Unless you’ve been living under a rock this past week, you’ve probably heard something about Meltdown and Spectre. These cyber attacks look to exploit a serious flaw embedded in just about all modern processors. Unfortunately, this flaw isn’t limited to personal computers. Smartphones as well as other smart devices are also at risk.
In order to understand how Meltdown and Spectre exploit your system’s processor, you must first understand a key function of modern CPUs: speculative execution. Without going into technical detail, speculative execution can improve CPU performance by predicting the route in which information will travel. This allows the CPU to execute a command in any order it sees fit. This avoids potential bottlenecks that would otherwise increase processing time. In the event that the processor fails to predict the correct route, the command will be rolled back in a way that is invisible to applications. These attacks exploit this function, allowing them to extract information from the CPU’s memory cache. Like a reverse phone number lookup, Meltdown and Spectre can access an unprecedented amount of sensitive information.
Meltdown And Spectre Vulnerabilities
While both of these attacks exploit the same processor flaw, the Meltdown attack causes the greatest amount of concern. This is because Meltdown allows the attacker to access information from the computer’s “kernel” (the central part of the operating system). The kernel essentially acts as a bridge between the computer’s applications and the processing unit. By peering into this location, Meltdown can extract the most sensitive information on a given device. As you can probably tell, an attack that can penetrate this deep into a computer system poses a massive security risk. For that reason, just about every major tech company and manufacturer has issued a patch to address this vulnerability.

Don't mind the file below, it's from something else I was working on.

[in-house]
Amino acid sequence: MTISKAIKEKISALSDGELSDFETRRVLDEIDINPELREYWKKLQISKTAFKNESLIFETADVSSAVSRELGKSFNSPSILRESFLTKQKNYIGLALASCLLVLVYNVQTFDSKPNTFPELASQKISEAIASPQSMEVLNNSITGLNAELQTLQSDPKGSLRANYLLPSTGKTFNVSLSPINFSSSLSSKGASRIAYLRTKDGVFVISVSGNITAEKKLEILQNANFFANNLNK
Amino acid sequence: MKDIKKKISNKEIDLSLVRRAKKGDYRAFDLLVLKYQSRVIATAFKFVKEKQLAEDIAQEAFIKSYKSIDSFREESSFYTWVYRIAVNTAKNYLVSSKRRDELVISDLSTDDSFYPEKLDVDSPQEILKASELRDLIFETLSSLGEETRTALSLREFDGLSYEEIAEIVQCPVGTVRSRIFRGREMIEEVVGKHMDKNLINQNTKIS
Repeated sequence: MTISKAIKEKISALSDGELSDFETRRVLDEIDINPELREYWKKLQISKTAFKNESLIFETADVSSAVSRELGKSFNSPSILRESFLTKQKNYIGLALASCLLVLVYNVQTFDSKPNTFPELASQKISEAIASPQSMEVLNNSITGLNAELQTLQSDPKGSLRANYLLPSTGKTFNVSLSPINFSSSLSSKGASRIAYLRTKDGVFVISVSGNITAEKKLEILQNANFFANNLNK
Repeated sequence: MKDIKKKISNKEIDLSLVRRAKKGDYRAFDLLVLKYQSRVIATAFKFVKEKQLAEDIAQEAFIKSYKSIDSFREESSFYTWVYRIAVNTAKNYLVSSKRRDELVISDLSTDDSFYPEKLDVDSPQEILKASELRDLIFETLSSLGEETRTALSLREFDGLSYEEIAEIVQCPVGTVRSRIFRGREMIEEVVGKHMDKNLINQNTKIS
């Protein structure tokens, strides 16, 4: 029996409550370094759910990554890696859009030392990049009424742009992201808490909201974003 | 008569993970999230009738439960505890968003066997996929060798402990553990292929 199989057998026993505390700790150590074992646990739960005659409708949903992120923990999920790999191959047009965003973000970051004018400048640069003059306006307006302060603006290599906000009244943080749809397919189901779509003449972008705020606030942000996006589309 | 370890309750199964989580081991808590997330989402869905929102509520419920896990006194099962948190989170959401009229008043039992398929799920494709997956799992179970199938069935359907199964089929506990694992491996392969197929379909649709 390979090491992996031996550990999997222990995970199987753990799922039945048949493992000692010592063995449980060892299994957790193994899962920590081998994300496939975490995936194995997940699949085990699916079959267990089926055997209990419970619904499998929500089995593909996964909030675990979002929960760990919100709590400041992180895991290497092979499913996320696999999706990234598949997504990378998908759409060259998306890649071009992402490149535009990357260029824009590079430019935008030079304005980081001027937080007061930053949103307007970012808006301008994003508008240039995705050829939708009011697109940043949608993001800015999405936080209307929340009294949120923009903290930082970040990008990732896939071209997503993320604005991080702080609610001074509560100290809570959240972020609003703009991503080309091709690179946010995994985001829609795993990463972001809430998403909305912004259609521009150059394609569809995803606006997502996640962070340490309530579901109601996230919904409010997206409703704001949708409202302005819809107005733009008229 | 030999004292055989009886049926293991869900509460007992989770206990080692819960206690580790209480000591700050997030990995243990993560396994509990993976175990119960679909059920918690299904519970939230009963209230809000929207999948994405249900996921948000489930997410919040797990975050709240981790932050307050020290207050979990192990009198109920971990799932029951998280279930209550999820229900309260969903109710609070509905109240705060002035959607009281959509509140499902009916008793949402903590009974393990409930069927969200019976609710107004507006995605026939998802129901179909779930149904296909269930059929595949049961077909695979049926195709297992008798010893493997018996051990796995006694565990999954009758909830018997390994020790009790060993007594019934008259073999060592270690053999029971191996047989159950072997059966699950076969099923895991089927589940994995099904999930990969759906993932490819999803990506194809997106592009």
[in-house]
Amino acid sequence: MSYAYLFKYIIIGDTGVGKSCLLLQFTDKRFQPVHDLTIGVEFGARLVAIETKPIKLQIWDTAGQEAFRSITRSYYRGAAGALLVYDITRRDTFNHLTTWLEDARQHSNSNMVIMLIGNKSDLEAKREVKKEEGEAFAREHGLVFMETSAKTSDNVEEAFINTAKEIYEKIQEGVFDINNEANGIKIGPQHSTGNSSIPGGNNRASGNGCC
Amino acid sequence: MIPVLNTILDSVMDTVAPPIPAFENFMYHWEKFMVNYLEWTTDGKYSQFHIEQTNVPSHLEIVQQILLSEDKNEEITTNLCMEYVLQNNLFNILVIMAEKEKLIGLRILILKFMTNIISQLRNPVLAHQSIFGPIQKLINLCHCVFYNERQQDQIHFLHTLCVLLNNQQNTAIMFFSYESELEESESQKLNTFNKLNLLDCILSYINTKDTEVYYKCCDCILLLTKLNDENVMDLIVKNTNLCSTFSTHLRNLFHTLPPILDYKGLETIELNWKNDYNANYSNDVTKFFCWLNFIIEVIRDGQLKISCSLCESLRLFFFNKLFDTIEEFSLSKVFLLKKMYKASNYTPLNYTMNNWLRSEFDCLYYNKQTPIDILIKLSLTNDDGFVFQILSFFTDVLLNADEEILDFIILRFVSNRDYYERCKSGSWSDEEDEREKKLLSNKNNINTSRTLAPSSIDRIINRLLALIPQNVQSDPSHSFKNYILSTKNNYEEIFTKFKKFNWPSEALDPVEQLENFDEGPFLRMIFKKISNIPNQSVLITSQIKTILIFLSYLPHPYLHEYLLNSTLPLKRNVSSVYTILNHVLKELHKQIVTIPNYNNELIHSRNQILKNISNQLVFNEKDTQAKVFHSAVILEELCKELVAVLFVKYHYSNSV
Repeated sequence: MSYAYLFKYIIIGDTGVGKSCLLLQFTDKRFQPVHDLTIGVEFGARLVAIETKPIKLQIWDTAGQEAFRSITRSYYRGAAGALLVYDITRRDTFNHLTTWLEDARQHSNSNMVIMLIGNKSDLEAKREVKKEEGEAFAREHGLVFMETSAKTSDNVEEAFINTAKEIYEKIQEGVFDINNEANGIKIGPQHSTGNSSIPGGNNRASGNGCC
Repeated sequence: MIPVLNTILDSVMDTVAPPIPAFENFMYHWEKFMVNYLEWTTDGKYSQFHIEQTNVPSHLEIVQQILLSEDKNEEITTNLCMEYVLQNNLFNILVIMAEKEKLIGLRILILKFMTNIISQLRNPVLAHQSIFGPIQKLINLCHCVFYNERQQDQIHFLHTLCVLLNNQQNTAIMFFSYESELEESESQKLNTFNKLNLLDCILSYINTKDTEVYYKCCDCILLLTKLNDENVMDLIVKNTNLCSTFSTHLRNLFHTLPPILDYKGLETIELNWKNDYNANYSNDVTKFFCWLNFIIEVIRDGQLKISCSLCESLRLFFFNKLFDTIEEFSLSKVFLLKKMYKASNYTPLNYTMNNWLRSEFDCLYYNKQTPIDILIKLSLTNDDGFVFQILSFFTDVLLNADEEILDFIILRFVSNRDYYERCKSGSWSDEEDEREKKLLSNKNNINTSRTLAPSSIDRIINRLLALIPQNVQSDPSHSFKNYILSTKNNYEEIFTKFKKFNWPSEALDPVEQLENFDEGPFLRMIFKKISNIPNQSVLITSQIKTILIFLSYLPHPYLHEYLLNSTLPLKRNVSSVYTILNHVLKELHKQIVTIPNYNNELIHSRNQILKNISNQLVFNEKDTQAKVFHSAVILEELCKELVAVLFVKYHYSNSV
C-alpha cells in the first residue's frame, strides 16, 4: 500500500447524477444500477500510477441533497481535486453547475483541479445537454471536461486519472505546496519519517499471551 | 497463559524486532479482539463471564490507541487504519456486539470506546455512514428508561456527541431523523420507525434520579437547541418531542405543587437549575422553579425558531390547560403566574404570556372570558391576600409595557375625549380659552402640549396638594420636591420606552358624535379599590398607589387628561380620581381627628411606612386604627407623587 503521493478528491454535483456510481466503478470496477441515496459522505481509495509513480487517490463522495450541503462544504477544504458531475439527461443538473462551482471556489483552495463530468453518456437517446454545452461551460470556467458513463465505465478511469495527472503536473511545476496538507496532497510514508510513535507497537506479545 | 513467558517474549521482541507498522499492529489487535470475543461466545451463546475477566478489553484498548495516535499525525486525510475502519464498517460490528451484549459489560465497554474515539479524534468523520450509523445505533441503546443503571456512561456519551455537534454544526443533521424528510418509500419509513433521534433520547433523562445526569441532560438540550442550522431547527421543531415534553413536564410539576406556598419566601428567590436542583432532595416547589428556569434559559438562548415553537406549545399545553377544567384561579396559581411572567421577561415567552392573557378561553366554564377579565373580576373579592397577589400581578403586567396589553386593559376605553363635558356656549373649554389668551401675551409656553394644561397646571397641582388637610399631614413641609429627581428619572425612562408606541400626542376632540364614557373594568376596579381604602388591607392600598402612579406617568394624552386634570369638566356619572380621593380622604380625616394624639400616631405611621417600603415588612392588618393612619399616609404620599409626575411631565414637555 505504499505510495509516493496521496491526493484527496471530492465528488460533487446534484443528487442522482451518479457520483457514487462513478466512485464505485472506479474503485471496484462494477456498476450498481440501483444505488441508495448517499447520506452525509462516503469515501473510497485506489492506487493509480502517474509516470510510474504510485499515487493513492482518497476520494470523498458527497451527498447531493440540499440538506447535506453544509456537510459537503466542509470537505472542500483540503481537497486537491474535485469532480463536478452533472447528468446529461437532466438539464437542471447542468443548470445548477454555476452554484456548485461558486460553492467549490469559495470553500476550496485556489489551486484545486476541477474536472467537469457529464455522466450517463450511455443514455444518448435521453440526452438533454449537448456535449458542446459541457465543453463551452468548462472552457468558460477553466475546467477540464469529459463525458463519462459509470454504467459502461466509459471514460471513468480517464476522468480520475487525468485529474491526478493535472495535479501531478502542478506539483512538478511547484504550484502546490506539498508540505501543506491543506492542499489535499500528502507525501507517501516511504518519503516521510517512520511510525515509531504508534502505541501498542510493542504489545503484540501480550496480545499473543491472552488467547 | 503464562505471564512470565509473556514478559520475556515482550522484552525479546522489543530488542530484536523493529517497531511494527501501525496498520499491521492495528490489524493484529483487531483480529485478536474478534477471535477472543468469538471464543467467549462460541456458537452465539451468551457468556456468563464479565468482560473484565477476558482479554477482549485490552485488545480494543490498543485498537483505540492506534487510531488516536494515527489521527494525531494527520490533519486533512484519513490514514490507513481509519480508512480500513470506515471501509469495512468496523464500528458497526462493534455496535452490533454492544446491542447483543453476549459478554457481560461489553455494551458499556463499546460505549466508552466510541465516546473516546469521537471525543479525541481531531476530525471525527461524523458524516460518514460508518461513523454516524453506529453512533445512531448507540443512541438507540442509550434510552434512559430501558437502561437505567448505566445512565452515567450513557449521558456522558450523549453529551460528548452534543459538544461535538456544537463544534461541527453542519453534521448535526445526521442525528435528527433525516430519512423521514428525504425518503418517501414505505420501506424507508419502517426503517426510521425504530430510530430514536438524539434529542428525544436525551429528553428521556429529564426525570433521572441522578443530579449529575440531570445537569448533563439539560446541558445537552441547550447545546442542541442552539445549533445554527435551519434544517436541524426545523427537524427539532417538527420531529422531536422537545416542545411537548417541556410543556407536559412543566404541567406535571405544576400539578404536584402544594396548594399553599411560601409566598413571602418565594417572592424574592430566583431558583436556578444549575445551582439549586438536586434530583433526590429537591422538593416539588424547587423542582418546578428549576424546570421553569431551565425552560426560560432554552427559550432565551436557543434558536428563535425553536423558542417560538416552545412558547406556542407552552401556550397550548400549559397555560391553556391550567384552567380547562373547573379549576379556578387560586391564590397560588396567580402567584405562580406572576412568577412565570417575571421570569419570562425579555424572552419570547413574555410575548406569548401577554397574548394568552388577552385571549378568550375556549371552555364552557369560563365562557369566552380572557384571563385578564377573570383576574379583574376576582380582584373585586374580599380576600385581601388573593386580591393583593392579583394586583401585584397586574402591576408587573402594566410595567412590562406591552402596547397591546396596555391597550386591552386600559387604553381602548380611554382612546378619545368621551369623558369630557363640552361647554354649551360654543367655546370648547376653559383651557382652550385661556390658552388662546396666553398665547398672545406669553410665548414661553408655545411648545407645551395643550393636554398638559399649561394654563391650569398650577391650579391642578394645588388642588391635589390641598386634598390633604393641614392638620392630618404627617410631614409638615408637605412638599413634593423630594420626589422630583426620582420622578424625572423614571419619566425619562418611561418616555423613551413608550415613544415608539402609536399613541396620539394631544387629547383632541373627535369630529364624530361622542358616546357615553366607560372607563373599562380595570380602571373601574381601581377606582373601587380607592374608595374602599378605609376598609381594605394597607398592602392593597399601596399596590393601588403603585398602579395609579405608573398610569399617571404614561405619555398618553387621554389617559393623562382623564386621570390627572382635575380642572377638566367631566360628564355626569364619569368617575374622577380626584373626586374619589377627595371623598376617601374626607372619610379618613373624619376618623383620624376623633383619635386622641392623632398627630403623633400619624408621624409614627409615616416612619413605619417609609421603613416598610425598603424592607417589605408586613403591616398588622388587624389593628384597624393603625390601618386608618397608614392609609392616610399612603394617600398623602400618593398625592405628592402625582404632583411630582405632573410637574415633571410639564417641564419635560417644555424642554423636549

Spectre, while still a significant security threat, is a far more difficult attack to execute than Meltdown. Unfortunately, this also makes Spectre more resilient to patches that otherwise address Meltdown. Some researchers believe software updates will not be enough to completely protect our systems from Spectre. Only by developing new hardware without speculative execution can we completely eliminate the threat of Spectre. That being said, it may take years before CPU manufacturers can develop such a chip. Until then, Spectre will continue to haunt our processors.
Another issue regarding these exploits is that no single company can fix either on their own. In order to address these vulnerabilities, processor companies (Intel, AMD), operating system companies, (Microsoft, Apple) and cloud service companies (SAP, IBM) have to work in tandem. So far the efforts of these companies have successfully created a working patch for the Meltdown attack (while still addressing Spectre in some ways).
The Impact Of Meltdown And Spectre
Even though fixes for Meltdown (and in some ways, Spectre) have been released by most major manufacturers, some devices have yet to be patched. For those devices that have fixes available, installing the patches can slow down your computer by upwards of 30%. While the typical user might not notice a slowdown, the same cannot be said for everyone. In fact, many systems that rely on cloud computing are having trouble. For instance, Epic Games, the creator behind the popular shooting game “Fortnite” has had numerous reports of login failure and server downtime since the patches went public. The company has since revealed that a third-party cloud service, responsible for handling the game’s influx of players, is at fault for the issues.
If you happen to be running an AMD chip however, a 30% slowdown is the least of your worries. Many AMD users who have installed Microsoft’s Meltdown and Spectre patch have bricked their entire system. Microsoft seems to be working on a fix for this issue. So we’ll be sure to update this blog when the fix arrives. In the mean time, if you happen to own a device with an AMD chip in it, make sure you disable the Windows auto update feature. Hopefully, as developers learn more about these vulnerabilities, more efficient ways to address Meltdown and Spectre will be found. For now however, we’ll have to settle for slower processing speeds and failed login attempts.